Friday 1 November 2013

Hood: Chieftain of the Punning Clan

No sun--no moon!
No morn--no noon!
No dawn--no dusk--no proper time of day--
No sky--no earthly view--
No distance looking blue--
No road--no street--no "t'other side this way"--
No end to any Row--
No indications where the Crescents go--
No top to any steeple--
No recognitions of familiar people--
No courtesies for showing 'em--
No knowing 'em!
No traveling at all--no locomotion--
No inkling of the way--no notion--
"No go" by land or ocean--
No mail--no post--
No news from any foreign coast--
No Park, no Ring, no afternoon gentility--
No company--no nobility--
No warmth, no cheerfulness, no healthful ease,
No comfortable feel in any member--
No shade, no shine, no butterflies, no bees,
No fruits, no flowers, no leaves, no birds--

Well, let's hope November won't be quite that bad...
  The above is a poem by Thomas Hood that I remember reading and enjoying many years ago while I was still in short trousers and such poems were in schoolroom anthologies.
  Over on Anecdotal Evidence, Patrick has been writing in defence of puns, with particular reference to Myles na gCopaleen's Keats and Chapman tales - and Charles Lamb, and indeed Keats. Now, Thomas Hood was the punster supreme - for much of his career, pun-heavy comic verse was his stock in trade, and very good he was at it.
  A hugely prolific author, Hood began his writing life among the Romantics and ended it as a very Victorian early Victorian, mixing whimsy with melodrama, punning humour with sentimental verse. His first effusions were Odes and Addresses to Great People (1825), co-written with John Hamilton Reynolds, his brother-in-law, who was the friend of John Keats and recipient of some of his finest letters. Hood persevered for some while with serious verse and dramatic romance before drifting into humour and becoming a successful comic writer, turning out annuals and magazines full of his own work year after year, despite the ill health that eventually forced him to take to his bed.
  However, Hood scored his biggest hit with the eminently serious poem, The Song of The Shirt, an impassioned protest against the wretched poverty in which seamstresses were obliged to live and work. This was a sensational international success, was dramatised and even printed on pocket handkerchiefs. His poem The Dream of Eugen Aram, about a murderer tormented by his guilt, was also extremely popular, becoming a favourite recitation of Henry Irving. And the sentimental I Remember, I Remember was long an anthology favourite  - and inspired the very different poem of the same name by Philip Larkin.  But back to puns - here's Hood in full flow, with Faithless Nelly Gray: A Pathetic Ballad. Enjoy -

Ben Battle was a soldier bold,
And used to war's alarms;
But a cannon-ball took off his legs,
So he laid down his arms.

Now, as they bore him off the field,
Said he, "Let others shoot;
For here I leave my second leg,
And the Forty-second Foot!"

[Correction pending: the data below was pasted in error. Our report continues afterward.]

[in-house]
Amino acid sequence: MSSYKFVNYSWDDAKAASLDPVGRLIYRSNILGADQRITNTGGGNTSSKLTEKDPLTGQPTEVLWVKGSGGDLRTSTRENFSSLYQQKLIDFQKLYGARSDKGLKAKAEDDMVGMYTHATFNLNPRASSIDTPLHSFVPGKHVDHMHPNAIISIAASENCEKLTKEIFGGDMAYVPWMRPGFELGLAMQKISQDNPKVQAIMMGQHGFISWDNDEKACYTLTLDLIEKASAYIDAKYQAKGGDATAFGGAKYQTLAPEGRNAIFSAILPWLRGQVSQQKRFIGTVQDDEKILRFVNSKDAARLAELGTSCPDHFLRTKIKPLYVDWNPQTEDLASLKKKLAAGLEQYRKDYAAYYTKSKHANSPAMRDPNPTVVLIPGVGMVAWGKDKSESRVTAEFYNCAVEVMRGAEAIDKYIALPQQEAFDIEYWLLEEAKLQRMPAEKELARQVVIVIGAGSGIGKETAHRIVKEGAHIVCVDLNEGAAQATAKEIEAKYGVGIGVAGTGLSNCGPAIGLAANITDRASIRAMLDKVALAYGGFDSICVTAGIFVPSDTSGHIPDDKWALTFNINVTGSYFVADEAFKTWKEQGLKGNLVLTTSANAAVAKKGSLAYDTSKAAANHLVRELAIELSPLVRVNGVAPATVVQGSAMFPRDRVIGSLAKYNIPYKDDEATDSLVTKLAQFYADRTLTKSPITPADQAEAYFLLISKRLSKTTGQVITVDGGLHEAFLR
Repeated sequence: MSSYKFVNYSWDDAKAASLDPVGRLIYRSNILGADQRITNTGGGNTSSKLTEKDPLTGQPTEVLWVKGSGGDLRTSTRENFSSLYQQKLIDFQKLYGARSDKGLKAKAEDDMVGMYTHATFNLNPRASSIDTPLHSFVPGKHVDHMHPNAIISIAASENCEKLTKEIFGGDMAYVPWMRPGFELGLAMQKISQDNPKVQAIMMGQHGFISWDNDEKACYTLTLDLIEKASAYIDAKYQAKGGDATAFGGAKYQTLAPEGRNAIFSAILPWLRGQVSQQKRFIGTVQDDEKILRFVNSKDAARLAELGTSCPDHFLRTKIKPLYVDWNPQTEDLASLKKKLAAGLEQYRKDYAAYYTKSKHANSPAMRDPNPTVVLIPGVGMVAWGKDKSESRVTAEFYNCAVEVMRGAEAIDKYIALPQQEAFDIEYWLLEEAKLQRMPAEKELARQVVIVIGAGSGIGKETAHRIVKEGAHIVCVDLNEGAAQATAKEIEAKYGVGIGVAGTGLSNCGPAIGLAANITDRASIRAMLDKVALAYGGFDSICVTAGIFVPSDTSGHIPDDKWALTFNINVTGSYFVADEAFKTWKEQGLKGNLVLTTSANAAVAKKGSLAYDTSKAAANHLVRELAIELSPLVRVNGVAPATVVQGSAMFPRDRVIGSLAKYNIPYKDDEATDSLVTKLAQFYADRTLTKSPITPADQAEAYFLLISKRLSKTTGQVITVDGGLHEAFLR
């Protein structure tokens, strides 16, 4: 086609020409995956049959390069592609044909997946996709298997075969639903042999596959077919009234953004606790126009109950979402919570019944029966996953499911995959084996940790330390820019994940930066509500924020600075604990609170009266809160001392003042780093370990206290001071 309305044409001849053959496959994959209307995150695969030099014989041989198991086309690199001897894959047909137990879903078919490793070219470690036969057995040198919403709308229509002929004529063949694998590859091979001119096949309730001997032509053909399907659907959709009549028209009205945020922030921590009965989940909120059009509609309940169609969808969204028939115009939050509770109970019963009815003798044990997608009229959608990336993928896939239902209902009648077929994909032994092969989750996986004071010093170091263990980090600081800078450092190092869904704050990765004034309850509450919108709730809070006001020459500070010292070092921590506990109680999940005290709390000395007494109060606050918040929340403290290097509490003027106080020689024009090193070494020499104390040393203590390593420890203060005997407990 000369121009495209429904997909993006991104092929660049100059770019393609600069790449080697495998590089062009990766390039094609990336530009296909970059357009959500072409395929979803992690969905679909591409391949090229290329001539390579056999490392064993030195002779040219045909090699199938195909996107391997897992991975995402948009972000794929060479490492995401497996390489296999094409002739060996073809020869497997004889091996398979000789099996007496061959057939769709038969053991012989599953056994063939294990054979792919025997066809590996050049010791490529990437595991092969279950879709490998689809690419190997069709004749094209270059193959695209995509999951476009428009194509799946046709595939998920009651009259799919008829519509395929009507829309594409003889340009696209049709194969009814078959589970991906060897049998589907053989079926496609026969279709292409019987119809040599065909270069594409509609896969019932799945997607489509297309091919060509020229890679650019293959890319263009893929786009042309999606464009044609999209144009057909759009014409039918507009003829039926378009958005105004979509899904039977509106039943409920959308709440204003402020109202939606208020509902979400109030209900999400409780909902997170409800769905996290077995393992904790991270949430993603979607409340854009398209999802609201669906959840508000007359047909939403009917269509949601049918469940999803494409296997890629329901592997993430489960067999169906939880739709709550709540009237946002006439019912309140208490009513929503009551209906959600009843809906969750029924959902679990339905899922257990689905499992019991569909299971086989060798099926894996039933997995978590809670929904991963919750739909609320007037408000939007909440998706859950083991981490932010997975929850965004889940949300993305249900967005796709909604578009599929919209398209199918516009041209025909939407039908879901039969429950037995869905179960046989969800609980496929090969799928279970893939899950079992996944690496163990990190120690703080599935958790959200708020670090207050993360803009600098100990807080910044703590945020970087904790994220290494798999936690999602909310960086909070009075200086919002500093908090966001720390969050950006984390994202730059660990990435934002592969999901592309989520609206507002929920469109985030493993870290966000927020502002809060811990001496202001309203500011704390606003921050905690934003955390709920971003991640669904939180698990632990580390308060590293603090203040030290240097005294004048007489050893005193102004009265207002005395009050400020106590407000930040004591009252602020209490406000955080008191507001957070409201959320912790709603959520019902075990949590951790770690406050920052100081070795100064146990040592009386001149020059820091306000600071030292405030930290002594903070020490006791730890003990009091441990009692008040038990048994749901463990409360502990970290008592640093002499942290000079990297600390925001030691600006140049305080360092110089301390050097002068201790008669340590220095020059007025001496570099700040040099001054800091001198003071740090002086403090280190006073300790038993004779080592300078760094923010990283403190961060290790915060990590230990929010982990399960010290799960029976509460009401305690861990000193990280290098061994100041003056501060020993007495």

The army-surgeons made him limbs:
Said he, "They're only pegs;
But there's as wooden members quite
As represent my legs!"

Now, Ben he loved a pretty maid,
Her name was Nelly Gray;
So he went up to pay his devours,
When he devoured his pay!

But when he called on Nelly Gray,
She made him quite a scoff;
And when she saw his wooden legs,
Began to take them off!

"O, Nelly Gray! O, Nelly Gray!
Is this your love so warm?
The love that loves a scarlet coat
Should be more uniform!"

Said she, "I loved a soldier once
For he was blithe and brave;
But I will never have a man
With both legs in the grave!

"Before you had those timber toes,
Your love I did allow;
But then, you know, you stand upon
Another footing now!"

"O, Nelly Gray! O, Nelly Gray!
For all your jeering speeches,
At duty's call I left my legs
In Badajos's breaches !"

"Why then," said she, "you've lost the feet
Of legs in war's alarms,
And now you cannot wear your shoes
Upon your feats of arms!"

"O, false and fickle Nelly Gray!
I know why you refuse: --
Though I've no feet -- some other man
Is standing in my shoes!

"I wish I ne'er had seen your face;
But, now, a long farewell!
For you will be my death; -- alas
You will not be my Nell!"

Now, when he went from Nelly Gray,
His heart so heavy got,
And life was such a burden grown,
It made him take a knot!

So round his melancholy neck
A rope he did entwine,
And, for his second time in life,
Enlisted in the Line.

One end he tied around a beam,
And then removed his pegs,
And, as his legs were off -- of course
He soon was off his legs!

And there he hung, till he was dead
As any nail in town--
For, though distress had cut him up,
It could not cut him down!

A dozen men sat on his corpse,
To find out why he died--
And they buried Ben in four cross-roads
With a stake in his inside!

1 comment:

  1. It's so good just to see mention of Keats and Chapman. I discovered them many years after enjoying Frank Muir and Denis Norden's punning stories on My Word and then decided that the producer of that programme must have known the Myles na gCopaleen stories.